Classic top American villains are more likely to have a dermatological problem when compared to their rival heroes, a recent study found. A team of researchers at the Department of Dermatology of the University of Texas, discovered that 60% of the all-time top 10 American film villains have skin conditions including alopecia, periorbital hyperpigmentation, deep rhytides on the face, multiple facial scars, verruca vulgaris on the face and bulbous nose. This cross-sectional study shows that using facial disfigurements to mark the difference between the good and the bad is part of a long established tradition in the Western entertainment culture. The villains might be fictional but skin conditions are real and often physically and emotionally painful.
Although any assumptions about the effect of media on people cannot be made without taking into account other variables, it can be said that media often perpetuate the idea that visible differences tell us something about inner character and the smoother your skin the nicer you are. A new study conducted by us at the Communication and Media Research Institute (CAMRI) at the University of Westminster found that the news coverage of disfigurement may contradict this narrative, overturning the hero-villain skin dichotomy.
We are currently working on a research project which explores the media coverage of facial disfigurement in the British press between 2010-2016. Tentative findings suggest that the word ‘disfigurement’ often occurs in relation to acid attacks. In these type of stories, mostly appearing in the tabloid press, the victim of the attack, who bears the scars generated by the burning effect of the acid, is portrayed as a hero. Disfigurement then becomes the symbol of resistance and fight against violence contradicting the fictional trope of the evil with facial scars identified by the researchers from the University of Texas. However, generally, the attitude of the press towards disfiguring skin conditions still tends to be of negative evaluation. Recurring adjectives and adverbs deployed when referring to ‘disfigurement’ include: ‘’horrible’; ‘horrific’; ‘horrendous’; ‘heinous’; ‘horrifyingly’; ‘tragically’ and terribly’.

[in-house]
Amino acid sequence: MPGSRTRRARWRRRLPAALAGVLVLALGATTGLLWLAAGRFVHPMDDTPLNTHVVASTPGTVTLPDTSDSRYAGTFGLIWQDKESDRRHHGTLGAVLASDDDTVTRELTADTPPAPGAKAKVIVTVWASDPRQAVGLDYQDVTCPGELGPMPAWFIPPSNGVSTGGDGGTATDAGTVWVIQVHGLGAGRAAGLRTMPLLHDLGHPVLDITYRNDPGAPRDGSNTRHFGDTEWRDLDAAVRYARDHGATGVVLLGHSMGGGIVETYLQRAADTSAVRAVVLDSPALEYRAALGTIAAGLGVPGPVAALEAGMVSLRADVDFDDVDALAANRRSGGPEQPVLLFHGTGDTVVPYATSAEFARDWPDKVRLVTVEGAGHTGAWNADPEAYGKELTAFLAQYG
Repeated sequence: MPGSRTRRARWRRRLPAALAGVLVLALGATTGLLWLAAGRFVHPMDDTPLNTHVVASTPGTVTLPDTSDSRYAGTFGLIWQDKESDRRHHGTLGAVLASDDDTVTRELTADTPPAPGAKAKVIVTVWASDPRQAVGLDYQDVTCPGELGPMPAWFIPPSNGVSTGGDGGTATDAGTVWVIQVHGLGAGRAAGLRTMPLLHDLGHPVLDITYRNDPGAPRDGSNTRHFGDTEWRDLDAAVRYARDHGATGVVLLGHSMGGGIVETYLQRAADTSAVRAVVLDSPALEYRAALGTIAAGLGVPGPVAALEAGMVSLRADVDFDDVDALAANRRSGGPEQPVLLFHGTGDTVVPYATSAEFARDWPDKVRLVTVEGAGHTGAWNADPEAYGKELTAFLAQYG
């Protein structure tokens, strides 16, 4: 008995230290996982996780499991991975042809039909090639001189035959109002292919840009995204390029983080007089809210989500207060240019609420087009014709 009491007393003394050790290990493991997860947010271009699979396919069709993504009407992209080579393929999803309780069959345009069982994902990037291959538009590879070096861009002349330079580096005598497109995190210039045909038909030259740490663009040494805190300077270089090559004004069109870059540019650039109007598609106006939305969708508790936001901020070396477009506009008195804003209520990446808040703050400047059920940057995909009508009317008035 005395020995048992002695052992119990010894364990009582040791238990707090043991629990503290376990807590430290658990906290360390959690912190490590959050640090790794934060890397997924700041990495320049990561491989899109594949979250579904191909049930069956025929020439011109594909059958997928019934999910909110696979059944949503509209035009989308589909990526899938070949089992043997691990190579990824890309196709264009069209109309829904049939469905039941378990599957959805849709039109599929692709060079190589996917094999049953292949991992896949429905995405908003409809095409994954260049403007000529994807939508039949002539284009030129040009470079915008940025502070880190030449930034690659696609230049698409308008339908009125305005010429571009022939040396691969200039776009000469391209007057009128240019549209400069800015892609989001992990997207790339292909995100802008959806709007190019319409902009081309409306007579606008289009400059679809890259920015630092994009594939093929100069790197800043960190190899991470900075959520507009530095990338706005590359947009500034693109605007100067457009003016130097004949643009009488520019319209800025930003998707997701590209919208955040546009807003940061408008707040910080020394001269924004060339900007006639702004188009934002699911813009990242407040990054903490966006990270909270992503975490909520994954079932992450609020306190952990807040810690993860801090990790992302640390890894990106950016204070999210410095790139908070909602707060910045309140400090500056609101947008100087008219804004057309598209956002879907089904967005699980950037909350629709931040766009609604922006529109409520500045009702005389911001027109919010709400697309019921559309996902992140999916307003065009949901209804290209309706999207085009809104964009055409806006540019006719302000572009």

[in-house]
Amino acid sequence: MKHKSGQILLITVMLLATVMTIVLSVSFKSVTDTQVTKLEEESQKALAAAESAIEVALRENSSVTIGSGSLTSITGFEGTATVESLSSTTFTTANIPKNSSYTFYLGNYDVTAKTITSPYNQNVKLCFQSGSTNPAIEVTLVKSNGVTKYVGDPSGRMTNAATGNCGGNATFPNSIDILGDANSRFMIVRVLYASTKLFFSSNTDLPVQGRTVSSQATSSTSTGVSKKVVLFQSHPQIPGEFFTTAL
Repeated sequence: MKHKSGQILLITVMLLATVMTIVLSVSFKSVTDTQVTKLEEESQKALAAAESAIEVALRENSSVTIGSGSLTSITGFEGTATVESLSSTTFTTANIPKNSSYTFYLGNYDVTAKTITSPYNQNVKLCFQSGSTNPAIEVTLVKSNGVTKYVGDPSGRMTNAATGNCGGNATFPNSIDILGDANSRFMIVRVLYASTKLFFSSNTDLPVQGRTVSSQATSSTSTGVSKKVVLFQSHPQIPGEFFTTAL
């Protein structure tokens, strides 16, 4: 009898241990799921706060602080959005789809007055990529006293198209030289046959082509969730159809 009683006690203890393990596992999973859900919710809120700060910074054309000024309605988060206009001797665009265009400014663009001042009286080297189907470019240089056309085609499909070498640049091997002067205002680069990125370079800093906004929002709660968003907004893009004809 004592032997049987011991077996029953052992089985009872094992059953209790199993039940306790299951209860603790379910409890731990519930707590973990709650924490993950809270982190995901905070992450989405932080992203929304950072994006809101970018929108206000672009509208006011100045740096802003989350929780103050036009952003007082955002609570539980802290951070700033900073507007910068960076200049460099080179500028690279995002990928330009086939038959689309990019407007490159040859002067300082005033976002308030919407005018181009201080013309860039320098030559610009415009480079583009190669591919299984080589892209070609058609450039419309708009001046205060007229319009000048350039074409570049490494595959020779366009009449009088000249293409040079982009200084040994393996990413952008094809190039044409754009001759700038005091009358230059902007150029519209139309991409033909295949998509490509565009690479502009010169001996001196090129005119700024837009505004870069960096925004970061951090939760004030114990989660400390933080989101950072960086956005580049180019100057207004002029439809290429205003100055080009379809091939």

According to the UK charity Changing Faces every year, over 540,000 people in the UK are estimated to acquire a disfiguring condition to their face, hands or body. Severe facial disfigurement is considered a disability under the Equality Act 2010. Between 2015 and 2016 disability hate crime offences increased by 117.1% (from 228 to 495), the Metropolitan Police reported.
In order to raise awareness about facial discrimination, today (26 May) the charity Changing Faces is holding the first UK Face Equality Day. The day aims to increase awareness of facial diversity and ensure that everyone is treated fairly and equally whatever the appearance of their face or body. Changing Faces was set up in 1992 to help people who have a disfigurement and to challenge public attitudes towards people with an unusual appearance. Ever since, the organisation has been providing advice and resources to individuals and organisations alike.
To mark Face Equality Day, we should think of a disfigurement not as something that is ‘terrible’, something we stare at or feel pity for – but as a particular appearance, like many other forms of appearance that may appear different at first sight.
We should remember that there is an individual behind the appearance. No matter how we look, we are all unique and worthy in our own ways. Let’s not be defined by the beauty industry.